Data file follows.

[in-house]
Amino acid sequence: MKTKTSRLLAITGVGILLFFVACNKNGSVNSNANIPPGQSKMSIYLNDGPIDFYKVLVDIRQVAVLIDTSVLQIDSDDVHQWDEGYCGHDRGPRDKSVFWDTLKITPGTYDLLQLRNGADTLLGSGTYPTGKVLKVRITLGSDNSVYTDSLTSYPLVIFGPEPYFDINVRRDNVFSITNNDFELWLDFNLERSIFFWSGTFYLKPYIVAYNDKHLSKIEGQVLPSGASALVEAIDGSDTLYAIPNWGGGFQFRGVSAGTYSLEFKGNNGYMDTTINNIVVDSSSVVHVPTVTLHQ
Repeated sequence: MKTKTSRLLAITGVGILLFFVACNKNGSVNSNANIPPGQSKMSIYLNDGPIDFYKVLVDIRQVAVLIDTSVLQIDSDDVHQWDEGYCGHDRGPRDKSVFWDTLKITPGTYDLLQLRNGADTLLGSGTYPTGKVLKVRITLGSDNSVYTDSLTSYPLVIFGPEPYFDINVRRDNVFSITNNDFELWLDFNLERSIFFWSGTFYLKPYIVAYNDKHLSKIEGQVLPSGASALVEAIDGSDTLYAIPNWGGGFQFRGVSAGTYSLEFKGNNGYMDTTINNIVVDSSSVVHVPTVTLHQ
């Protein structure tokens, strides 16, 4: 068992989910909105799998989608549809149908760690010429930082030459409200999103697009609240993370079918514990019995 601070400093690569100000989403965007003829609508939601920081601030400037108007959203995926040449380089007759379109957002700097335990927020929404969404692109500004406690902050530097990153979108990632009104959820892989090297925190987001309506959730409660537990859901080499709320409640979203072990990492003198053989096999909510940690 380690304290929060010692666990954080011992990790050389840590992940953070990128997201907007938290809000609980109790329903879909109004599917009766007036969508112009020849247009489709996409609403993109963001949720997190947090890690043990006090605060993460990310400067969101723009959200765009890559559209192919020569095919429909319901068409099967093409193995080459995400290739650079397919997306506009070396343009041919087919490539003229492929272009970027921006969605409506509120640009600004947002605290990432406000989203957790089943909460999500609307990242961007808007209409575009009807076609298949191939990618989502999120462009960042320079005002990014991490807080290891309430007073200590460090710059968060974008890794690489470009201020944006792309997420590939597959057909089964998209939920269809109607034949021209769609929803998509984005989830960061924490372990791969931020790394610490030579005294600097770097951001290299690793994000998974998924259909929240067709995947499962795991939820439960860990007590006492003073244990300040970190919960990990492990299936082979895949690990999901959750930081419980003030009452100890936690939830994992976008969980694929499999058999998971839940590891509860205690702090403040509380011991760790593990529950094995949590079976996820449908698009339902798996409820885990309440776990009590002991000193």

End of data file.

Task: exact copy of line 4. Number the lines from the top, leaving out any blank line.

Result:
């Protein structure tokens, strides 16, 4: 068992989910909105799998989608549809149908760690010429930082030459409200999103697009609240993370079918514990019995 601070400093690569100000989403965007003829609508939601920081601030400037108007959203995926040449380089007759379109957002700097335990927020929404969404692109500004406690902050530097990153979108990632009104959820892989090297925190987001309506959730409660537990859901080499709320409640979203072990990492003198053989096999909510940690 380690304290929060010692666990954080011992990790050389840590992940953070990128997201907007938290809000609980109790329903879909109004599917009766007036969508112009020849247009489709996409609403993109963001949720997190947090890690043990006090605060993460990310400067969101723009959200765009890559559209192919020569095919429909319901068409099967093409193995080459995400290739650079397919997306506009070396343009041919087919490539003229492929272009970027921006969605409506509120640009600004947002605290990432406000989203957790089943909460999500609307990242961007808007209409575009009807076609298949191939990618989502999120462009960042320079005002990014991490807080290891309430007073200590460090710059968060974008890794690489470009201020944006792309997420590939597959057909089964998209939920269809109607034949021209769609929803998509984005989830960061924490372990791969931020790394610490030579005294600097770097951001290299690793994000998974998924259909929240067709995947499962795991939820439960860990007590006492003073244990300040970190919960990990492990299936082979895949690990999901959750930081419980003030009452100890936690939830994992976008969980694929499999058999998971839940590891509860205690702090403040509380011991760790593990529950094995949590079976996820449908698009339902798996409820885990309440776990009590002991000193």